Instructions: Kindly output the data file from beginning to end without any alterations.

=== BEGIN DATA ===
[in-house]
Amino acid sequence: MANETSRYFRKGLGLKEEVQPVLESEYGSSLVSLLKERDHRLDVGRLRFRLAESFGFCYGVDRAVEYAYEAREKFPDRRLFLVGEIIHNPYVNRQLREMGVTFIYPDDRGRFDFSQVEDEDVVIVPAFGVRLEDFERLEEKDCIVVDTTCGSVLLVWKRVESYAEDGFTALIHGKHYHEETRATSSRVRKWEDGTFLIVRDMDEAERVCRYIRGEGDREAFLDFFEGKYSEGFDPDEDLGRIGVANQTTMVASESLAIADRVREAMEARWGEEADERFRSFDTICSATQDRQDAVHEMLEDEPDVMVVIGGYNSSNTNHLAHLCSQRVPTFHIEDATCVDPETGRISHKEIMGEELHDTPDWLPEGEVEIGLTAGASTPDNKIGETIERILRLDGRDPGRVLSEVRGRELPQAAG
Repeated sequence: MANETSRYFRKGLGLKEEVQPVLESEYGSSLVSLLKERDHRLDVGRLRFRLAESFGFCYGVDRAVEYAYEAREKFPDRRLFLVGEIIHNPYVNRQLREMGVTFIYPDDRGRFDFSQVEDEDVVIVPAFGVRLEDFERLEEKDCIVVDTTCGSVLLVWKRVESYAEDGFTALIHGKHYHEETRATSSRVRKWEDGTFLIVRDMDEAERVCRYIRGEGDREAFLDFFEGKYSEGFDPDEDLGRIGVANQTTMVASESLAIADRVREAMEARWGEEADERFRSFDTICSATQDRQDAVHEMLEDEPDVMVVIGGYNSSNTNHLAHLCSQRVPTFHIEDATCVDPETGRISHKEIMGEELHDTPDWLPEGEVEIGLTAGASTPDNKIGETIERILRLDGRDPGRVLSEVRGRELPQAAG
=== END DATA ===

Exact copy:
[in-house]
Amino acid sequence: MANETSRYFRKGLGLKEEVQPVLESEYGSSLVSLLKERDHRLDVGRLRFRLAESFGFCYGVDRAVEYAYEAREKFPDRRLFLVGEIIHNPYVNRQLREMGVTFIYPDDRGRFDFSQVEDEDVVIVPAFGVRLEDFERLEEKDCIVVDTTCGSVLLVWKRVESYAEDGFTALIHGKHYHEETRATSSRVRKWEDGTFLIVRDMDEAERVCRYIRGEGDREAFLDFFEGKYSEGFDPDEDLGRIGVANQTTMVASESLAIADRVREAMEARWGEEADERFRSFDTICSATQDRQDAVHEMLEDEPDVMVVIGGYNSSNTNHLAHLCSQRVPTFHIEDATCVDPETGRISHKEIMGEELHDTPDWLPEGEVEIGLTAGASTPDNKIGETIERILRLDGRDPGRVLSEVRGRELPQAAG
Repeated sequence: MANETSRYFRKGLGLKEEVQPVLESEYGSSLVSLLKERDHRLDVGRLRFRLAESFGFCYGVDRAVEYAYEAREKFPDRRLFLVGEIIHNPYVNRQLREMGVTFIYPDDRGRFDFSQVEDEDVVIVPAFGVRLEDFERLEEKDCIVVDTTCGSVLLVWKRVESYAEDGFTALIHGKHYHEETRATSSRVRKWEDGTFLIVRDMDEAERVCRYIRGEGDREAFLDFFEGKYSEGFDPDEDLGRIGVANQTTMVASESLAIADRVREAMEARWGEEADERFRSFDTICSATQDRQDAVHEMLEDEPDVMVVIGGYNSSNTNHLAHLCSQRVPTFHIEDATCVDPETGRISHKEIMGEELHDTPDWLPEGEVEIGLTAGASTPDNKIGETIERILRLDGRDPGRVLSEVRGRELPQAAG